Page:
First-year Spartan raises awareness for sex trafficking, helps award scholarships

Since an eye-opening trip to Liberia four years ago, when Mariah Perry heard the stories of young girls who had been stuck in the world of sex trafficking, the Spartans first-year guard has made it her mission to help raise awareness for sex trafficking both locally and abroad. As part of her efforts, she recently helped award two scholarships to a pair of Grade 12 students in Washington who are similarly working toward helping raise awareness.

Recently, Perry spoke at an event in Washington where she, alongside a Whatcom County Coalition Group, which is connected with Hope for Justice, awarded scholarships to two students who completed their year-end Grade 12 projects—a culminating project required to graduate in some districts within Washington—with a focus on raising awareness for sex trafficking. At the end of the night, the coalition also surprised Perry with a $1,000 scholarship.

When Perry was in Grade 12, her culminating project saw her develop a “Tour of Oppression,” in which she hosted a dramatic evening of performances that acted out the real stories of women involved in sex trafficking in every corner of the world. From that, Perry connected with the Whatcom County Coalition Group and helped develop the scholarship program.   

“In each room in the Tour of Oppression, the girls demonstrated the tragedies that each of them faces and really showed how common this was,” says Perry. “For me, it was about bringing awareness to the fact that this is going on right here. It’s not just girls in foreign countries who are being trafficked like this.”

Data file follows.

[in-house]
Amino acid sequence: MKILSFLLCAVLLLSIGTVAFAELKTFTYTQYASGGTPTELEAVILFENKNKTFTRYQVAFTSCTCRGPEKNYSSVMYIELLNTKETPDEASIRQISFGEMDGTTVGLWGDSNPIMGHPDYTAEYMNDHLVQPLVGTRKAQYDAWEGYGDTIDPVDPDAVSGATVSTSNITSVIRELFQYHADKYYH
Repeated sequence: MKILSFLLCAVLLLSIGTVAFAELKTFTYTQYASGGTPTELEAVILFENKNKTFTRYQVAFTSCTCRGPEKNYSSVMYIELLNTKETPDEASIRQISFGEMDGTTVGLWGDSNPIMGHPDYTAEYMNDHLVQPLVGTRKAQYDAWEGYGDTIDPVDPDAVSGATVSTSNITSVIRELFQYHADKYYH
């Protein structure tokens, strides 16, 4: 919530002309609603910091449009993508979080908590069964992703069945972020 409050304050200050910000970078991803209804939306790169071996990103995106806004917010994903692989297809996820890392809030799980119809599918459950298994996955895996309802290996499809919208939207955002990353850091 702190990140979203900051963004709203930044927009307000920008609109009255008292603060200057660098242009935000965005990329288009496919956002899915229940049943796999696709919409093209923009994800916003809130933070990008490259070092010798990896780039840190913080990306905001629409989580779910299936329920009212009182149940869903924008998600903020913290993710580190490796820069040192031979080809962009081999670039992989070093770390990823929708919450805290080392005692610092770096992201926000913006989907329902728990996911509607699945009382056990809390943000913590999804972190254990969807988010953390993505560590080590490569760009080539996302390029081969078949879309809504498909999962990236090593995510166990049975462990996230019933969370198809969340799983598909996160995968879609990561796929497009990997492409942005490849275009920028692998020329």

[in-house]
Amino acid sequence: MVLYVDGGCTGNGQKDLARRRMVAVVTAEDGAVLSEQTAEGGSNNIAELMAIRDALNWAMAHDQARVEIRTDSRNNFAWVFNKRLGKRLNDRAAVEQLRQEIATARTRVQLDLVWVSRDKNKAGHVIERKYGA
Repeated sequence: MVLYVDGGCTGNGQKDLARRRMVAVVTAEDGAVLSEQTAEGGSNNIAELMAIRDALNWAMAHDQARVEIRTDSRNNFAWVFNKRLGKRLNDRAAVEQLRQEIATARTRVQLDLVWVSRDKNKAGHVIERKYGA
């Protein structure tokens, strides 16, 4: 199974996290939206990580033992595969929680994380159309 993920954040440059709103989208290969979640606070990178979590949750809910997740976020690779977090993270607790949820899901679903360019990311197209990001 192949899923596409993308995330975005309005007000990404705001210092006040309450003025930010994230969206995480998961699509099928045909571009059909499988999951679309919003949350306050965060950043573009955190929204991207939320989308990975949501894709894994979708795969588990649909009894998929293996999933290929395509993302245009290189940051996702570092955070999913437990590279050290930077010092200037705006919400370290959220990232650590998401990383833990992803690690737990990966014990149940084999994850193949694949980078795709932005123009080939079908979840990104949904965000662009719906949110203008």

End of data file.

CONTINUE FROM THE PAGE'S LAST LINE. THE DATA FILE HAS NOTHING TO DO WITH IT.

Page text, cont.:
When Perry was in Liberia staying with her aunt and uncle, who were missionaries, she heard the stories of local girls who had been victims of sex trafficking and now in a rescue home.

“I walked into a room and heard these horrible stories,” says Perry. “I was one of those people who didn’t know anything and I was exposed to it...After the event, there were so many people who just said they had no idea this was so prevalent and that’s what the whole purpose was behind the project.”

Beyond awareness, she also raised more than $400 on the night of the Tour of Oppression, which Perry sent back to the rescue home in Liberia.

“I wasn’t expecting anything in terms of money, so it was really cool how God took my project and made it even bigger than I imagined,” said Perry, who sent the money that was raised back to the rescue home in Liberia.

Since completing her project, Perry has continued to push for awareness and this summer will volunteer at a Washington-based rescue and relief home that helps women escape the world of sex trafficking. 

“Sometimes I think people don’t care about all this, but it’s just that they don’t know and they don’t know how to respond or what to do,” Perry said.


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